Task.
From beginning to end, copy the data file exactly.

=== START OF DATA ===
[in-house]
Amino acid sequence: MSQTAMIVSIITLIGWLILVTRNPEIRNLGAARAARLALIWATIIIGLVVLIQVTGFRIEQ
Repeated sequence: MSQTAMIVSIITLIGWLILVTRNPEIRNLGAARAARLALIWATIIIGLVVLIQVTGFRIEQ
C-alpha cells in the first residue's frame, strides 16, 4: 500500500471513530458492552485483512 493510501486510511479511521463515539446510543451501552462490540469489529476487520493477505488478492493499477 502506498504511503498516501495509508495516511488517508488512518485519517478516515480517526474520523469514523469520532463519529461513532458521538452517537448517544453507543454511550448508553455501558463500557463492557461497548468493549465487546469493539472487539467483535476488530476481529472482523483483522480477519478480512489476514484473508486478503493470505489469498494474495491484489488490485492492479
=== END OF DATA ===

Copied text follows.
[in-house]
Amino acid sequence: MSQTAMIVSIITLIGWLILVTRNPEIRNLGAARAARLALIWATIIIGLVVLIQVTGFRIEQ
Repeated sequence: MSQTAMIVSIITLIGWLILVTRNPEIRNLGAARAARLALIWATIIIGLVVLIQVTGFRIEQ
C-alpha cells in the first residue's frame, strides 16, 4: 500500500471513530458492552485483512 493510501486510511479511521463515539446510543451501552462490540469489529476487520493477505488478492493499477 502506498504511503498516501495509508495516511488517508488512518485519517478516515480517526474520523469514523469520532463519529461513532458521538452517537448517544453507543454511550448508553455501558463500557463492557461497548468493549465487546469493539472487539467483535476488530476481529472482523483483522480477519478480512489476514484473508486478503493470505489469498494474495491484489488490485492492479